We’re going to need our anger and our public celebrations of stimming and our complicated, imperfect, messy selves for this long and hard road, because we need all of us, and all of our tactics and strategies, to keep a movement going and ultimately, to win.

Source: Autistic Hoya: The neurodiversity movements needs its shoes off, and fists up.

We resist, strongly, the idea that stress is best acted on at an individual, case-by-case level. This is a structural problem that can be changed with sufficient political will to change it, and we believe in fighting for that change.

We know that marketisation, casualisation and other workplace inequalities are key factors in stress levels among our members. We know that declining real terms pay and increased workloads are a factor. We believe that the higher education sector as a whole is systemically under-investing in staff, with knock-on impacts for all of us, and we don’t believe that this is anything other than a response to a political climate that has privileged metrics and rankings over human beings.

Source: Stress, workload and mental health | Sheffield UCU

CW: suicide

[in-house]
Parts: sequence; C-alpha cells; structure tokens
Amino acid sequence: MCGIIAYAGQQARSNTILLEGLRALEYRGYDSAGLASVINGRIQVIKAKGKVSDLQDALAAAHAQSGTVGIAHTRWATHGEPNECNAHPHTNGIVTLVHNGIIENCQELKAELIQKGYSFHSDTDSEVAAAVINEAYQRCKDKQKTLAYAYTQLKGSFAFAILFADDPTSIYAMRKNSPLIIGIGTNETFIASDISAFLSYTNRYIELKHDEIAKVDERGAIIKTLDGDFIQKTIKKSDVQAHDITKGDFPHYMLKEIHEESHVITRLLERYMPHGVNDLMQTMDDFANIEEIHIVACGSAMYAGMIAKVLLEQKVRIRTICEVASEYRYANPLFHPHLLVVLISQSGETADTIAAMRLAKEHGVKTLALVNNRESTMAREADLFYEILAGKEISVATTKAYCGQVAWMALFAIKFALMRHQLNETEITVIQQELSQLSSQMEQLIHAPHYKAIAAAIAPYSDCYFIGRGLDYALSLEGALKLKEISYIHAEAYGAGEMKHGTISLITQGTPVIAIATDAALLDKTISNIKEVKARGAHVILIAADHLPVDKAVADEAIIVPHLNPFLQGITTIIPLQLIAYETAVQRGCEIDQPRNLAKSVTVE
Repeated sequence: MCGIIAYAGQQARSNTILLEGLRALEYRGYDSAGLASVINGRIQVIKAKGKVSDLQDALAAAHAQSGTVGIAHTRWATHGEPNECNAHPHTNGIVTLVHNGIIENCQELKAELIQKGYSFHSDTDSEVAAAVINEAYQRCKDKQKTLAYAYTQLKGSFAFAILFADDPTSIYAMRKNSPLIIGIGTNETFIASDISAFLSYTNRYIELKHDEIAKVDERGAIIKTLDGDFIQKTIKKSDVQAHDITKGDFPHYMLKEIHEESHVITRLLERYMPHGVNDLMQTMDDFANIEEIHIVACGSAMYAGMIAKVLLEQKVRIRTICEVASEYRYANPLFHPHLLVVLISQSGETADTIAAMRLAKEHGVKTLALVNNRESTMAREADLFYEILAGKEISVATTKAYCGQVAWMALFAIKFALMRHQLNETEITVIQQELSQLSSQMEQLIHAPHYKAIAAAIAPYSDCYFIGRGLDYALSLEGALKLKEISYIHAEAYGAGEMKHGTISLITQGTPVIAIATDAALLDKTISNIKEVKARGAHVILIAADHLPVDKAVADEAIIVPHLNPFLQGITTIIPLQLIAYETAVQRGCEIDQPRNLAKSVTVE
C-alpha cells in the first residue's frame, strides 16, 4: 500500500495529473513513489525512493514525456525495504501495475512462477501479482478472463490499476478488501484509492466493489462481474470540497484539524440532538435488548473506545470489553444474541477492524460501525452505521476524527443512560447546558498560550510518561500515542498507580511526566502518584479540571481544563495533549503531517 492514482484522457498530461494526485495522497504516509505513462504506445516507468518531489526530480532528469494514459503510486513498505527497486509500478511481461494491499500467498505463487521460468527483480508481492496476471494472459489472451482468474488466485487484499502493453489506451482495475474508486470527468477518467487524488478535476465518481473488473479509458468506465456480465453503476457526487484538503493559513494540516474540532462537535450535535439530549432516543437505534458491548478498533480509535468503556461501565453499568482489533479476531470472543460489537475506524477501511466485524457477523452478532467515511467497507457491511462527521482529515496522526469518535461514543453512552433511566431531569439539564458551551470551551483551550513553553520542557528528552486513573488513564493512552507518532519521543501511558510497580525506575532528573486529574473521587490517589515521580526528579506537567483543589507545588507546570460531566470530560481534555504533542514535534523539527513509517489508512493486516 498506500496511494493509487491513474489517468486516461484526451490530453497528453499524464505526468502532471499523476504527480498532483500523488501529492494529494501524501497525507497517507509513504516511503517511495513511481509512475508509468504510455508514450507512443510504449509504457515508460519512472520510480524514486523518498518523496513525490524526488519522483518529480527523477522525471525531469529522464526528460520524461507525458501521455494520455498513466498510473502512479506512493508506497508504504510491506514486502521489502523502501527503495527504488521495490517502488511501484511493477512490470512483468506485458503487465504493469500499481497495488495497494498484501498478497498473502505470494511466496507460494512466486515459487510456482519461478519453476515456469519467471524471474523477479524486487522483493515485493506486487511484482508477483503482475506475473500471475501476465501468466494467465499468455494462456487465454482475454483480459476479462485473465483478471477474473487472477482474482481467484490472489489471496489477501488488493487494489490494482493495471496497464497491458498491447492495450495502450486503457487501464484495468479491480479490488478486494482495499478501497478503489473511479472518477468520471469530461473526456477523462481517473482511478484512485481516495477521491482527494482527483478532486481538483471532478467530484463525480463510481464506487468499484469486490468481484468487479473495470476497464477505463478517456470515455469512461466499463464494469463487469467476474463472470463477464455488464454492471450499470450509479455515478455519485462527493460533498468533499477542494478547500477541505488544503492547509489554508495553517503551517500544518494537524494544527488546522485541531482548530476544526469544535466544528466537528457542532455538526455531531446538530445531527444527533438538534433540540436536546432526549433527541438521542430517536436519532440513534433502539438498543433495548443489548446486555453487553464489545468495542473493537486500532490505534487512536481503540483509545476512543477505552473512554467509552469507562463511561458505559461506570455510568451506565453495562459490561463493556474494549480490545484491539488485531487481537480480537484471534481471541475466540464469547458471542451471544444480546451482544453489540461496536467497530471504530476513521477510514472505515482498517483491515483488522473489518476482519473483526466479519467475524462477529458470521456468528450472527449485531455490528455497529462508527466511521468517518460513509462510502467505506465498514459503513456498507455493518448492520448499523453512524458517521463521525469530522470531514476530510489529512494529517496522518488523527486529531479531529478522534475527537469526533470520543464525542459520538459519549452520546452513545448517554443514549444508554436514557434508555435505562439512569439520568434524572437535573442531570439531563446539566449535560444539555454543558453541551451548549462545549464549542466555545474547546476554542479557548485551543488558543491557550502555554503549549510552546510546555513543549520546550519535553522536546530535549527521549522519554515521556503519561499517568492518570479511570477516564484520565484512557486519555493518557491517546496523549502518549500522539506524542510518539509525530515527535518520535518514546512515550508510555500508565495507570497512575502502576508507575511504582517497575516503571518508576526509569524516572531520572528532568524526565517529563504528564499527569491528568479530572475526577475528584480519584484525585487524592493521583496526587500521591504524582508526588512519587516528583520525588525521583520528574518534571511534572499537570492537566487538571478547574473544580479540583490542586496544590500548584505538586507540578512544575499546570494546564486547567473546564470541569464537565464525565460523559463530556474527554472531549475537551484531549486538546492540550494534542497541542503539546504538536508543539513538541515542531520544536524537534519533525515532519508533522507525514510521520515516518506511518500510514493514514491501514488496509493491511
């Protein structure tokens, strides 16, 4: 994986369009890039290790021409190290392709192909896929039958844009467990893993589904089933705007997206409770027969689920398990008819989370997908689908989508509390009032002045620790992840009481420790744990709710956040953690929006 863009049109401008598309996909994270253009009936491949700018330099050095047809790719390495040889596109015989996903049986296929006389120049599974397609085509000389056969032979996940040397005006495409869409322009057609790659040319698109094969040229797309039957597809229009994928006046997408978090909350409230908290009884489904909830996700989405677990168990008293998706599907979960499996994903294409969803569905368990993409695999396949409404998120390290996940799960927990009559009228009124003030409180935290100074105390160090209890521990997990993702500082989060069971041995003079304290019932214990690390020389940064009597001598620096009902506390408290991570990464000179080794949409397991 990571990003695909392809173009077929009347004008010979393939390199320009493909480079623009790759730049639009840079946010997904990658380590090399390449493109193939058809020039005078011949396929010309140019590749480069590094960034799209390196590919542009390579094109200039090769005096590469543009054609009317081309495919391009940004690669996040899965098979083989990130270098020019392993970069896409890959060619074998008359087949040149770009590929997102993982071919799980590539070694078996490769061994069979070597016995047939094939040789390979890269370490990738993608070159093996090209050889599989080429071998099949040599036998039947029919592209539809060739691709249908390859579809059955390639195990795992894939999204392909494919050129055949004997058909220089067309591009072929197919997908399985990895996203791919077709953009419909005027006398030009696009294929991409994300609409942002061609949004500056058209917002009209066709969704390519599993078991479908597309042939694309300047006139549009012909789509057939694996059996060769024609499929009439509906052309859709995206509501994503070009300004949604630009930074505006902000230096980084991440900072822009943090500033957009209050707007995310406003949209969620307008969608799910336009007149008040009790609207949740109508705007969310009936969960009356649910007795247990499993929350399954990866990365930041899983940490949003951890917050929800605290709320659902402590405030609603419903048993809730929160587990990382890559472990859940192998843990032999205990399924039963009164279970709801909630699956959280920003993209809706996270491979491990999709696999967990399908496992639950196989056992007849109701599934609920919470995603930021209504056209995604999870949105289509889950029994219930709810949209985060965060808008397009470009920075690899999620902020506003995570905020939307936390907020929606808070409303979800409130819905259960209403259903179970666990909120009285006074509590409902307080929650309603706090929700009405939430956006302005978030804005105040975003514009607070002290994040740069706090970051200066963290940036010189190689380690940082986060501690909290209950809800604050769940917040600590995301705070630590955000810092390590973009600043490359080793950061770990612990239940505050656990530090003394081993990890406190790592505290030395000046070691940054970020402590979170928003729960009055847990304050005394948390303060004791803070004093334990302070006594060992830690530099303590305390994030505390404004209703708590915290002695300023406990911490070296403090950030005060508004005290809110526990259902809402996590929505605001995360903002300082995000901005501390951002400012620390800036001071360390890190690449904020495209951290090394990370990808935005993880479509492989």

Results confirm previously reported high rates of suicidality in ASC, and demonstrate that ASC diagnosis, and self-reported autistic traits in the general population are independent risk markers for suicidality. This suggests there are unique factors associated with autism and autistic traits that increase risk of suicidality. Camouflaging and unmet support needs appear to be risk markers for suicidality unique to ASC. Non-suicidal self-injury, employment, and mental health problems appear to be risk markers shared with the general population that are significantly more prevalent in the autistic community. Implications for understanding and prevention of suicide in ASC are discussed.

Source: Risk markers for suicidality in autistic adults | Molecular Autism | Full Text

See also:

Autistic Burnout: The Cost of Masking and Passing